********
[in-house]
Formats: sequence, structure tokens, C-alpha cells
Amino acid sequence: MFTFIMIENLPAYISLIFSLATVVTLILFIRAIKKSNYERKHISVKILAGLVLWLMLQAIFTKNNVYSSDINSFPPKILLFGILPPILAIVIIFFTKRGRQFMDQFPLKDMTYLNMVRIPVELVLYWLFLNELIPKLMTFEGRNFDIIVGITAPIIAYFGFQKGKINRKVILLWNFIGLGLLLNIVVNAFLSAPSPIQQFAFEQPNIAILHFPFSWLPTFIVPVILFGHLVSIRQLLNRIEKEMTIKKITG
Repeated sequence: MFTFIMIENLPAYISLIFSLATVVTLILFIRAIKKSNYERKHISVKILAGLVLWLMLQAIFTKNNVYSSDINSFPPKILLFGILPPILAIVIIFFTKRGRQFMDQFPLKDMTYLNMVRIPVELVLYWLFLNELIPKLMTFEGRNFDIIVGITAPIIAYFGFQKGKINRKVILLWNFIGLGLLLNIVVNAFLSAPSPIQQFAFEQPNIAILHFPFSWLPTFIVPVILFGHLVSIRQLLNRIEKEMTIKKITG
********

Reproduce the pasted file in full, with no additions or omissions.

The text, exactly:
[in-house]
Formats: sequence, structure tokens, C-alpha cells
Amino acid sequence: MFTFIMIENLPAYISLIFSLATVVTLILFIRAIKKSNYERKHISVKILAGLVLWLMLQAIFTKNNVYSSDINSFPPKILLFGILPPILAIVIIFFTKRGRQFMDQFPLKDMTYLNMVRIPVELVLYWLFLNELIPKLMTFEGRNFDIIVGITAPIIAYFGFQKGKINRKVILLWNFIGLGLLLNIVVNAFLSAPSPIQQFAFEQPNIAILHFPFSWLPTFIVPVILFGHLVSIRQLLNRIEKEMTIKKITG
Repeated sequence: MFTFIMIENLPAYISLIFSLATVVTLILFIRAIKKSNYERKHISVKILAGLVLWLMLQAIFTKNNVYSSDINSFPPKILLFGILPPILAIVIIFFTKRGRQFMDQFPLKDMTYLNMVRIPVELVLYWLFLNELIPKLMTFEGRNFDIIVGITAPIIAYFGFQKGKINRKVILLWNFIGLGLLLNIVVNAFLSAPSPIQQFAFEQPNIAILHFPFSWLPTFIVPVILFGHLVSIRQLLNRIEKEMTIKKITG